Going “All In” With Church Online During COVID-19 – Interview with Jim Edwards

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Jim Edwards at Graceway Kansas City shares how their church is reaching more people online than ever before during COVID-19

Podcast Transcription


Jason Hamrock: Today, I’m talking with Jim Edwards. Jim is with GraceWay Church, it’s a church in the Kansas City area. Now, Jim is the communications director, although he wears a lot of hats working at the church.

Jason Hamrock: Well, today, he explains what they did right after COVID hit, and how they pivoted. And as a result of their pivot, they’ve seen a huge increase in their online traffic.  And so I’m excited for you to hear what Jim has to say. Check this out.

Jason Hamrock: Well, hey, Jim, thanks for joining us today, glad to have you.

Jim Edwards: Oh, I love being here. Thank you so much.

Jason Hamrock: Yeah. So share with me a little bit about what you get to oversee and do at the church, all the hats you wear.

Jim Edwards: Yeah. Yeah. So my proper name would be the communications director. But that’s going to handle anything from our print material, or our website, any kind of marketing or advertising we’re doing. For most of the time, up until very recently, it was all of our video editing. So anything that fell in that realm, social media would also be us. So, yeah, it’s a few different hats.

Jason Hamrock: All right, so how’s COVID affected your job?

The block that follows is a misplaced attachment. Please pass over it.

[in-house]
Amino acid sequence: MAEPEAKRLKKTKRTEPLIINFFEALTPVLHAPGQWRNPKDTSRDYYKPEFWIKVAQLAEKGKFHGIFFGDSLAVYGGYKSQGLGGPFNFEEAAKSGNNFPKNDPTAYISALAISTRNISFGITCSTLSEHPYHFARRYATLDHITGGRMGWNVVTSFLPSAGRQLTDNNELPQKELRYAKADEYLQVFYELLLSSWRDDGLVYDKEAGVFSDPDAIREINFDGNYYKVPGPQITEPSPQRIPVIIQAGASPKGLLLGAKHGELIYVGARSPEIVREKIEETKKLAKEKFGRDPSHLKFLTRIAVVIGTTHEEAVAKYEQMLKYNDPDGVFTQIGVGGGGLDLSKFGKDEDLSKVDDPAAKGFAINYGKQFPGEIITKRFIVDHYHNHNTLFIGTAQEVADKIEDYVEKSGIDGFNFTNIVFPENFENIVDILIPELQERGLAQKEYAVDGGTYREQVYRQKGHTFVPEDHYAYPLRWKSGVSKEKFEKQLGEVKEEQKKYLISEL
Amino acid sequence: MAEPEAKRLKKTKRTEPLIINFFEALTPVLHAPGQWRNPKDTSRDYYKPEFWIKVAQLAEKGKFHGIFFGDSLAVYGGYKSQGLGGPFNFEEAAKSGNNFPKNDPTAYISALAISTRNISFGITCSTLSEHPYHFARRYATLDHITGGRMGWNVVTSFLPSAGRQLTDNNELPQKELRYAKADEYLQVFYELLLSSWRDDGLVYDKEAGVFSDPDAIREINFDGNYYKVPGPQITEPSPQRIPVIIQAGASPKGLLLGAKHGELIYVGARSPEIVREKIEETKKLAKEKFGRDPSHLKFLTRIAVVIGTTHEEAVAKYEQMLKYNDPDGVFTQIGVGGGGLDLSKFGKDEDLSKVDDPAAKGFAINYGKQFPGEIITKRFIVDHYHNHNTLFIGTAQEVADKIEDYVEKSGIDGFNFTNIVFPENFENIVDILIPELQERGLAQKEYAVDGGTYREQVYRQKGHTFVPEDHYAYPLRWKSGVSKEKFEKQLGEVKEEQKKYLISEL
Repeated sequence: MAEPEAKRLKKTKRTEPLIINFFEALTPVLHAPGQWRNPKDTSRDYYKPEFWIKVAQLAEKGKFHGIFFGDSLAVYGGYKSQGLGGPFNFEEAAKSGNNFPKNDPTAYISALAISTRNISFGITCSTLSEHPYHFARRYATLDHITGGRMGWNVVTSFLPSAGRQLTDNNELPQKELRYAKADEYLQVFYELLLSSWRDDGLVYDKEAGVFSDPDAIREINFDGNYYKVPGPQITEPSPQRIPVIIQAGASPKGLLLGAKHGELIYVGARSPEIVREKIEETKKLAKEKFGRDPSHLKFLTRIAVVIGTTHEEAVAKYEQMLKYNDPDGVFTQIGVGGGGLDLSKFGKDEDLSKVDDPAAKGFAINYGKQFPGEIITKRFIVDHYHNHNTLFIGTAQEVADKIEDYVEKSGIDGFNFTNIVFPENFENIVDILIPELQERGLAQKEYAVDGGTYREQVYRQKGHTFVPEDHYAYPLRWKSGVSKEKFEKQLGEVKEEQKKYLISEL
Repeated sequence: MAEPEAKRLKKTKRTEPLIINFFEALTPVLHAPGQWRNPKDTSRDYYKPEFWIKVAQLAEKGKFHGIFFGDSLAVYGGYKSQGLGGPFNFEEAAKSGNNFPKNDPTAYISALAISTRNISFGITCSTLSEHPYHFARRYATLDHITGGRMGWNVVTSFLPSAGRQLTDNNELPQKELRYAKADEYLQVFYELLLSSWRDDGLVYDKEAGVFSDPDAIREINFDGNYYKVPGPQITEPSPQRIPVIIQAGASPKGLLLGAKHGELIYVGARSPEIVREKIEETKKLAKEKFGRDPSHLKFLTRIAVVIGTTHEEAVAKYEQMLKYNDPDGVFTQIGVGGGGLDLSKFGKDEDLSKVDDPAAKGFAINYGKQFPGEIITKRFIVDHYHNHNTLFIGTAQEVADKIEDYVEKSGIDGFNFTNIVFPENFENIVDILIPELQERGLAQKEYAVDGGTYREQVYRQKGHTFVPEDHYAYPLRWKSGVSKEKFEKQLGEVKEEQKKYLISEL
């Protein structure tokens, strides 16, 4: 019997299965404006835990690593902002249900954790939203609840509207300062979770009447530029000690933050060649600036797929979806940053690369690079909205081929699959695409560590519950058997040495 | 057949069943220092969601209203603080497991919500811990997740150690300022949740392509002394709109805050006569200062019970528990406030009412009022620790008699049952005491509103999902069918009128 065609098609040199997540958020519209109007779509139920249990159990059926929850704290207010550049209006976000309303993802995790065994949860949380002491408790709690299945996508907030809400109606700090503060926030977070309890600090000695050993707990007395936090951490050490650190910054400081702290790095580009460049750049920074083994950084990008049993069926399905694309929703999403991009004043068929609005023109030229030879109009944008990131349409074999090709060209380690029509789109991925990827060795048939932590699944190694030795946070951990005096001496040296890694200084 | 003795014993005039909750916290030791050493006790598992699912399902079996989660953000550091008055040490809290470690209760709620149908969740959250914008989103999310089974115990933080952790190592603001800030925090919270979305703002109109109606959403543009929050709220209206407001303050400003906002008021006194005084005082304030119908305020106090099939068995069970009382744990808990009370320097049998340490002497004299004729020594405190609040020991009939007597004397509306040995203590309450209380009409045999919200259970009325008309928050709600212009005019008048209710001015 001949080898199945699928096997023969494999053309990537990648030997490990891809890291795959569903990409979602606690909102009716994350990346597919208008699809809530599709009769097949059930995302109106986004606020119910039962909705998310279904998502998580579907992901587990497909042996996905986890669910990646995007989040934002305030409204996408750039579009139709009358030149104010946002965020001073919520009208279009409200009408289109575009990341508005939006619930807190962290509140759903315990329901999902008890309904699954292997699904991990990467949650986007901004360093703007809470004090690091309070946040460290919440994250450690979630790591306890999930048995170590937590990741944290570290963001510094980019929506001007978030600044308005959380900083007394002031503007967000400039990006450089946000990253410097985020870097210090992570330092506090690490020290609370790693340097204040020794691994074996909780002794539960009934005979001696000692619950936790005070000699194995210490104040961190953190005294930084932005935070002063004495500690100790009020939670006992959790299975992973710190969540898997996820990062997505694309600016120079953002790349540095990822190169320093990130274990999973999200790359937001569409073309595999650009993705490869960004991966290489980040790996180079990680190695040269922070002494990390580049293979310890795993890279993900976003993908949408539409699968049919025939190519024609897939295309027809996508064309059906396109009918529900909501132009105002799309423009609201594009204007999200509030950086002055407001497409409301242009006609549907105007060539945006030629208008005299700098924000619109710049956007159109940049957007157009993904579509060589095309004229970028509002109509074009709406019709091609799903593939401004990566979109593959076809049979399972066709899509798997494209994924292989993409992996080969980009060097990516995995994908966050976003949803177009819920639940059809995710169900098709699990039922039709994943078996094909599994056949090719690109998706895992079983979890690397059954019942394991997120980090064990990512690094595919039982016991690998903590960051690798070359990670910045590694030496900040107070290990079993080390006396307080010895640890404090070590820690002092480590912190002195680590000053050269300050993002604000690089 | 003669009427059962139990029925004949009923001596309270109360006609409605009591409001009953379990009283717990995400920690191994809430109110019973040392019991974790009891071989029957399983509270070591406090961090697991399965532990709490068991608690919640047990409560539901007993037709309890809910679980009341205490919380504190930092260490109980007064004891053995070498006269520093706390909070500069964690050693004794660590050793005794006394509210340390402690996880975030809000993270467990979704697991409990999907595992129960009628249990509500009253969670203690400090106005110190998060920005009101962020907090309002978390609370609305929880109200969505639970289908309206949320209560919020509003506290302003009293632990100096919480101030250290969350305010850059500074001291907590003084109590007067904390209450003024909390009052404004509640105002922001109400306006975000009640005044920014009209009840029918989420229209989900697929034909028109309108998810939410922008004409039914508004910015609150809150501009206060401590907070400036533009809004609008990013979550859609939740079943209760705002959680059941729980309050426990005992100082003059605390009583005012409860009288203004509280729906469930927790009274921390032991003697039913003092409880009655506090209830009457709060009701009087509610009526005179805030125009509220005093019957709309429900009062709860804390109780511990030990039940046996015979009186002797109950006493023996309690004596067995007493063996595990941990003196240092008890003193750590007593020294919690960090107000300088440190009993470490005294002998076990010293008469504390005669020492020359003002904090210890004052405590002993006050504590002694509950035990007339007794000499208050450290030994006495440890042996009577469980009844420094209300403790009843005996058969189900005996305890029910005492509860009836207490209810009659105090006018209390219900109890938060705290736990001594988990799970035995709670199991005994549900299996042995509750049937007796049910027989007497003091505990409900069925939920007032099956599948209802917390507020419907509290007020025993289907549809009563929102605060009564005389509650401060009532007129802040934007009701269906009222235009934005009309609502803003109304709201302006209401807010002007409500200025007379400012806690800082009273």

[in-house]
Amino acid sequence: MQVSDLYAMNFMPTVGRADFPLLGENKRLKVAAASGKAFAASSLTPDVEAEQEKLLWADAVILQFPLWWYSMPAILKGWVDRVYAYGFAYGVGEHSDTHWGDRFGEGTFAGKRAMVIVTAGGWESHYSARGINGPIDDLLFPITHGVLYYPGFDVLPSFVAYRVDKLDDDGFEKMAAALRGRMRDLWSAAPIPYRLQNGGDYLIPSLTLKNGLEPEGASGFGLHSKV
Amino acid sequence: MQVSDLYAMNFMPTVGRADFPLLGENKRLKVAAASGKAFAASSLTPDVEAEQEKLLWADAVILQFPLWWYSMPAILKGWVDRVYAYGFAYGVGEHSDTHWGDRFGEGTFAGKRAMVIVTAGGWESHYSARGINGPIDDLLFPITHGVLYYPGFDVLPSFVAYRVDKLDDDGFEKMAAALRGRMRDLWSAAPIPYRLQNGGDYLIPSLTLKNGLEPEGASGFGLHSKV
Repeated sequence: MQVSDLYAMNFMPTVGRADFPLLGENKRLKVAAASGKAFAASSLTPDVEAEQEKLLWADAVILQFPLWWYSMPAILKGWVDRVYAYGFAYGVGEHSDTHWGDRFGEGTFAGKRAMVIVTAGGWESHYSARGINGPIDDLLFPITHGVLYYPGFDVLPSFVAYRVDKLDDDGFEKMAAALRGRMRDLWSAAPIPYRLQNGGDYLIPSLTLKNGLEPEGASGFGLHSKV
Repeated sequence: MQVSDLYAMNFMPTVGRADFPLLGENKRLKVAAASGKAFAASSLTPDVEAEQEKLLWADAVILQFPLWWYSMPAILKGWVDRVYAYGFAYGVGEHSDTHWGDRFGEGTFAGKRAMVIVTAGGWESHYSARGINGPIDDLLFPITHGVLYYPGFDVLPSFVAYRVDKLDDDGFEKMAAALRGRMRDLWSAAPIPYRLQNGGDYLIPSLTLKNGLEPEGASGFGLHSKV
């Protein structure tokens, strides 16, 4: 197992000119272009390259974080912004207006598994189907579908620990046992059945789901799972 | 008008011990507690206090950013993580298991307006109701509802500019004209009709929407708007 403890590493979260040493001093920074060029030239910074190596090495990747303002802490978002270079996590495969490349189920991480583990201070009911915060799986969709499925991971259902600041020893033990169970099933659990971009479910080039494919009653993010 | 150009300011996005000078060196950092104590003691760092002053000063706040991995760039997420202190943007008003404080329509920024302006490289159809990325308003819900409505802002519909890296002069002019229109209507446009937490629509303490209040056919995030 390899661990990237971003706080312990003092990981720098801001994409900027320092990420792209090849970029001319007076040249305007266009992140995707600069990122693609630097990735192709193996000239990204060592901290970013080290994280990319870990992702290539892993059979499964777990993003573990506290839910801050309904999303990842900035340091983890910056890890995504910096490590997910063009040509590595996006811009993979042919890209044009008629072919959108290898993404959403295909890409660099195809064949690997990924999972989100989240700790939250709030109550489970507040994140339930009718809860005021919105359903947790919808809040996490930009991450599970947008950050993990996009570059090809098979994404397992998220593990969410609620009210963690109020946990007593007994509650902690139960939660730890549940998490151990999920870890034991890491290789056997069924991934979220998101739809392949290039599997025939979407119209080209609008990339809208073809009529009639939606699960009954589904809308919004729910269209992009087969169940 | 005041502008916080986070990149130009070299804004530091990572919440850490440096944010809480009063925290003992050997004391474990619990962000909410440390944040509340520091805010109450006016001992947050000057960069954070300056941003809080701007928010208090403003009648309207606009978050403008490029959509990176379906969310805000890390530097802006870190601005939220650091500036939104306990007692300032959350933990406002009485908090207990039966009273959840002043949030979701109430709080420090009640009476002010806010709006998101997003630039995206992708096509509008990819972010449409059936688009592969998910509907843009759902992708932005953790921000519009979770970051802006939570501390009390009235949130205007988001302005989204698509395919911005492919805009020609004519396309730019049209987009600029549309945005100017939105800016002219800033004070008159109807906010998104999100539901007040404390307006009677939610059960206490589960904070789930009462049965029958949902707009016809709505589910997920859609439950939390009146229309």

Jim Edwards: Well, it was just crazy in the beginning, you know. So we got the order to that we were going to stop services on March 15th.  And so we immediately started to work out how do we do this online? And we’ve been streaming since, I don’t know, 2011.  So you know, we were prepped for that, it was just a different procedure. So most of my job immediately transferred into editing the services each week. So you know, that was a big chunk of the time, was now taking all these individual segments, whether it was worship being recorded on Tuesday, or the sermon on Monday, and then the host moments, and kind of putting it all together into one package each week. So that that was the first initial change that happened. But, you know, then it was like, how do we begin to reach people and not just sustain where we were? And so on the marketing side of it, I really began to look at how do we how do we push this? Right?  So for so long in church marketing, it’s it’s come to this event. Come to Easter. Easter is a big one. And it’s all prep to that event and suddenly you don’t have the event anymore. So I felt it seemed really difficult to try to get you to watch something on social media that said you should turn on your TV on Sunday morning at nine a.m. when there’s there’s nothing prompting you through the process to get to that spot on Sunday at nine a.m., right, so it seemed very disconnected between a Wednesday ad telling you to watch us and then Sunday you remembering to make coffee and sit down on your couch. So I started to look at it in the reverse order and said, well, what if we didn’t really push it until after it was over? And then so literally Sunday afternoon, the advertising wheel spins up, and we start pushing it the rest of the week. And that was a huge shift for us, and really has gained some massive amount of traction because now everything is perfectly set the way you want it. Right? All of your your copy perfectly fits the message because you know what he said, and you can begin to then target segments based on what he talked about.